Nebel uses some archaic words which give the story a feeling of the times. He calls MacBride’s police car a “phaeton,” an old word for a touring carriage. A woman “flounced” across a room. And twice someone “scaled” an object, as in, “Cohen scaled a slip of paper onto the desk.”

Scale is a word I associate with climbing mountains, weighing objects, or cleaning fish, but I’ve never heard anyone use it as Nebel does. Merriam-Webster’s dictionary provides several definitions, including this one: “to throw (something, such as a thin, flat stone) so that the edge cuts the air or so that it skips on water: skim.”

Frederick Nebel (1903 – 1967), is a writer I know from a book of his collected short stories featuring a detective named Cardigan. His MacBride-Kennedy characters were featured in a series of B-movies in the 1930s with some changes. Newspaper man Kennedy became newspaper woman Torchy Blane.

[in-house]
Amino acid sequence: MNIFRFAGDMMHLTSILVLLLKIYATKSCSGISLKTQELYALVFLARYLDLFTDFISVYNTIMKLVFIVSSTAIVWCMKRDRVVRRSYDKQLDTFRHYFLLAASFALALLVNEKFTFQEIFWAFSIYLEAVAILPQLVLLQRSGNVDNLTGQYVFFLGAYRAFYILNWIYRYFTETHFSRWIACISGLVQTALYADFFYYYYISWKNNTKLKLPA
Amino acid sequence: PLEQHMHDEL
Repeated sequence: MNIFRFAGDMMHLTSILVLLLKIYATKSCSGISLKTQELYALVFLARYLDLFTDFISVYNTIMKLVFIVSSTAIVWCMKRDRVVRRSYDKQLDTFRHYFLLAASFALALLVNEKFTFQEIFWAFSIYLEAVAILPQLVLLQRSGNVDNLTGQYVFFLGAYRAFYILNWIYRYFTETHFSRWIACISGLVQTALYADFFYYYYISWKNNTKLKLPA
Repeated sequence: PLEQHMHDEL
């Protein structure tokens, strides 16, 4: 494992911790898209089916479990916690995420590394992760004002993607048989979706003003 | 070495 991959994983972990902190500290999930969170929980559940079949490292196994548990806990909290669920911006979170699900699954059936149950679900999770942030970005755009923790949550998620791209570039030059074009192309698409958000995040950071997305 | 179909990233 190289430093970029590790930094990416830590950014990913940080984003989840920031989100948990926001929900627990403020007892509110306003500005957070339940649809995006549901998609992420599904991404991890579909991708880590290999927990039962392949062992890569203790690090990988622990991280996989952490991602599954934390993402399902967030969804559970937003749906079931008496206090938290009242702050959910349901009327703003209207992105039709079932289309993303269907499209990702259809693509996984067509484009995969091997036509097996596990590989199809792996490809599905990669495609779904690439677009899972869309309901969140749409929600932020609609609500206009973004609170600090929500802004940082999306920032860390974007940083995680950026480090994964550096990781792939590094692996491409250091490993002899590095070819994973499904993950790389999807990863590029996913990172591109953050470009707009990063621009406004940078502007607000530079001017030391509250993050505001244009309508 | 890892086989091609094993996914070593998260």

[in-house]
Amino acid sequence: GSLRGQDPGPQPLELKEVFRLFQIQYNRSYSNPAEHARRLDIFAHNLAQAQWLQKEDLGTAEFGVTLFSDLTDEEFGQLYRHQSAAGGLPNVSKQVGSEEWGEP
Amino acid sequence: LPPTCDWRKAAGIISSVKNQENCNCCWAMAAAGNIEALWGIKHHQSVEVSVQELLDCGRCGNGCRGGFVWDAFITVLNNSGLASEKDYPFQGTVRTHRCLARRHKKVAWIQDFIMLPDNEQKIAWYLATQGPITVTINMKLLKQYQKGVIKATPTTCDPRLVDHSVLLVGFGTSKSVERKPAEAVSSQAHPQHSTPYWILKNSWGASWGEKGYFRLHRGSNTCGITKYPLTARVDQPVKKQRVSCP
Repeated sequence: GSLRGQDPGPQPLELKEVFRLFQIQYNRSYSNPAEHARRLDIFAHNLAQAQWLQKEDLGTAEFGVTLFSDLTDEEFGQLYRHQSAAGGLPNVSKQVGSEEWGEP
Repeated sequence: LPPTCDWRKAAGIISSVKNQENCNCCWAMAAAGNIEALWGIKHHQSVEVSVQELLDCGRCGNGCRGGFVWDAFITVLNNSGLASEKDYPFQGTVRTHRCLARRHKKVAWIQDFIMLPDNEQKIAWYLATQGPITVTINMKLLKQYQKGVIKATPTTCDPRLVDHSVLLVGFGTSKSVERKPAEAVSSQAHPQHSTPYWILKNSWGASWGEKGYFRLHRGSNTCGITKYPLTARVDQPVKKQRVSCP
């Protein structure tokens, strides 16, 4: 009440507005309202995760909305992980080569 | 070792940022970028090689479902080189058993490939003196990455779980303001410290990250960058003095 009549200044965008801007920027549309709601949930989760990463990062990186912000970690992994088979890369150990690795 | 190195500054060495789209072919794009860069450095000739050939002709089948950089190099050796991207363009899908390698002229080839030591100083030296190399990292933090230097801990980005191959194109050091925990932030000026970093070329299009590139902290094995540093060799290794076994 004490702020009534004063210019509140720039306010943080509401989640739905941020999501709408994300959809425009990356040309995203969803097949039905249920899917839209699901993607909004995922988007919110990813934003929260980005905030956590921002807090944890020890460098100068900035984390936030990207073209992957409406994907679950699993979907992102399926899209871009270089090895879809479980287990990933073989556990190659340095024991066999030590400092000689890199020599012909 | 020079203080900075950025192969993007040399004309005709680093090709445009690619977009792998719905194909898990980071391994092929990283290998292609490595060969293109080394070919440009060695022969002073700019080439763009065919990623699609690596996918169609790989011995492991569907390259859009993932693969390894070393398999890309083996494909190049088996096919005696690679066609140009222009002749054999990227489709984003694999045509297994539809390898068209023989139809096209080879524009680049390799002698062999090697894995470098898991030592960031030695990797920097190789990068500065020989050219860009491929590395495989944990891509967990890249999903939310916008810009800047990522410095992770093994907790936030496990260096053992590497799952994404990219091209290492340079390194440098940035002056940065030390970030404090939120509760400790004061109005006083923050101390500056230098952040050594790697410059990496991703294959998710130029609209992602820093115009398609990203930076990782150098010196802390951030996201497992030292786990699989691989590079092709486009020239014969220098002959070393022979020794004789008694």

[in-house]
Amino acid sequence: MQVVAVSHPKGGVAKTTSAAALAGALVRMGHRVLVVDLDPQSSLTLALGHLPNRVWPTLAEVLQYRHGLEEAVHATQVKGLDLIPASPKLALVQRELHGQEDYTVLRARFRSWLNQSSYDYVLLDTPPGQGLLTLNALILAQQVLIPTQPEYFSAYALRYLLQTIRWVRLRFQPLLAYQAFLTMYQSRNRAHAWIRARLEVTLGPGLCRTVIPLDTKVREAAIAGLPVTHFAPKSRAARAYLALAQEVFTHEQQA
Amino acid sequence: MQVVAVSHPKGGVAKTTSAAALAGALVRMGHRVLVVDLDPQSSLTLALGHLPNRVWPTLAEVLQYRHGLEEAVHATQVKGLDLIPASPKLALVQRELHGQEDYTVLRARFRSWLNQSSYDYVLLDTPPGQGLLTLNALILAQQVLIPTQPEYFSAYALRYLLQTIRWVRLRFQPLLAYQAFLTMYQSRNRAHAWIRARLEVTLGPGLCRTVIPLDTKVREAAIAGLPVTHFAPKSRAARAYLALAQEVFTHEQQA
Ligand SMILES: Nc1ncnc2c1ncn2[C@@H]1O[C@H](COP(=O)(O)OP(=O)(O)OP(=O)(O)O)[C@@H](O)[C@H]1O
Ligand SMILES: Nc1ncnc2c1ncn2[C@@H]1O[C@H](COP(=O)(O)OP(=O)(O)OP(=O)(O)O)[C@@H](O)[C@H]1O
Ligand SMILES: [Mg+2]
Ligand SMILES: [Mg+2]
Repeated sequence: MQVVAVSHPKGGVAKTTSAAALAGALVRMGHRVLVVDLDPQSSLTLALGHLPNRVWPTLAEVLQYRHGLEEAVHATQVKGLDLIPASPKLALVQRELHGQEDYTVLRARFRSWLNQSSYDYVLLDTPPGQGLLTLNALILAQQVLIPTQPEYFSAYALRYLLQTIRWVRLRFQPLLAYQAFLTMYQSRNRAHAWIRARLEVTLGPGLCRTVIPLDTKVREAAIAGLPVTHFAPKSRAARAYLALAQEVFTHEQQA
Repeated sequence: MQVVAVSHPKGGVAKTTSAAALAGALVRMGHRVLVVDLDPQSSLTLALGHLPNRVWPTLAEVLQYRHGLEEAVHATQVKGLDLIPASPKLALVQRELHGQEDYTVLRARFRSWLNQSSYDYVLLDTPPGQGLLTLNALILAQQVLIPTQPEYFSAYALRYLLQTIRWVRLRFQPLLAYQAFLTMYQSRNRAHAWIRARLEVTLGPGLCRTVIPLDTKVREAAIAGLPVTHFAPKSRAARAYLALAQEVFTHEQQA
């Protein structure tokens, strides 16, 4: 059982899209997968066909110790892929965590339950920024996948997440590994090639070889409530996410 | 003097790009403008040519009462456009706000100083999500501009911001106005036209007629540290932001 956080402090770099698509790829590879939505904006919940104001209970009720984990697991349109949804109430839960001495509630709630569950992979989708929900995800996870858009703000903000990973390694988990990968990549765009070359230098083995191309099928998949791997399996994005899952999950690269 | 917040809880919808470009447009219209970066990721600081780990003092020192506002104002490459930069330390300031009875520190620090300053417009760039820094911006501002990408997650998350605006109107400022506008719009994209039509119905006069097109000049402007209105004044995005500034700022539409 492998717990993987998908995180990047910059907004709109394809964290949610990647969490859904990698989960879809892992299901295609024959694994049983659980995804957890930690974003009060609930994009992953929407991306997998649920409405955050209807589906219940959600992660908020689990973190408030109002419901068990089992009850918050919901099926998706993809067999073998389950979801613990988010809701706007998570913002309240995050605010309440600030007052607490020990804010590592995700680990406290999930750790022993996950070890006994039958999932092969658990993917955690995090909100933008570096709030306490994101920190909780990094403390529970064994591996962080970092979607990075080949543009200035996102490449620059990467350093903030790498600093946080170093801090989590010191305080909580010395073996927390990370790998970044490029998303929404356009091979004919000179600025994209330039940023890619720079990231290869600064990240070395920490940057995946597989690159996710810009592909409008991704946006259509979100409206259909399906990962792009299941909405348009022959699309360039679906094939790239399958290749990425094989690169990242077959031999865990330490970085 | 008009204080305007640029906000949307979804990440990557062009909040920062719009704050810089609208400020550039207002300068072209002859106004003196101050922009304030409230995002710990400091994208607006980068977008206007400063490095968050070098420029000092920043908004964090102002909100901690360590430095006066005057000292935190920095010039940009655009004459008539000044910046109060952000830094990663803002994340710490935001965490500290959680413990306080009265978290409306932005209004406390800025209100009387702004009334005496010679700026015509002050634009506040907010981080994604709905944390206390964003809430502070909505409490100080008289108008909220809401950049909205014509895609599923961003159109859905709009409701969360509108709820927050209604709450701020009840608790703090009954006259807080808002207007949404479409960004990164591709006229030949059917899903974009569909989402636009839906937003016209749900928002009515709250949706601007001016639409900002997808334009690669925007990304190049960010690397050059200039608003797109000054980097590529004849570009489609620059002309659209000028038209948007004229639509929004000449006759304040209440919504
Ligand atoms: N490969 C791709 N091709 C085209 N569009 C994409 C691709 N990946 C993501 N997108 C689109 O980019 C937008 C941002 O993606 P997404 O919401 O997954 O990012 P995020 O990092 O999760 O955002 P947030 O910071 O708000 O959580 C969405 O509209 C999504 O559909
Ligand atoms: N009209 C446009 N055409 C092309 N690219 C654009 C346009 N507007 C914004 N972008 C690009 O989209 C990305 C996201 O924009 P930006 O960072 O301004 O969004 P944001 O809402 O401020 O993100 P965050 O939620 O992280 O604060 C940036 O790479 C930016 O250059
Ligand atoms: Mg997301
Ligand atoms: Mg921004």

Monday, March 26, 2018

Chicago crime film "Undertow" (1949)

The 1949 movie, “Undertow,” is a nicely produced if not too surprising crime story of a returning army vet, Reagan, who travels across the country to marry his long-time sweetheart, the niece of a Chicago racketeer.

Reagan, once a delinquent associated with a gang, is warned off by both the girl’s uncle and the Chicago police who pick him up the moment he sets foot in their city. When he disregards the advice and goes to see his girlfriend, he is slugged and framed for the murder of the uncle.

Wanted by cops, Reagan has nowhere to hide except at the apartment of a young school teacher he met on his cross-country trip.

With all avenues blocked and no leads on who actually killed the uncle, Reagan feels backed into a deadly corner, just like most protagonists in film noir. This is a smoothly told, 71-minute crime picture with compelling stars and a lot of interesting location photography in Chicago and in Reno, Nevada.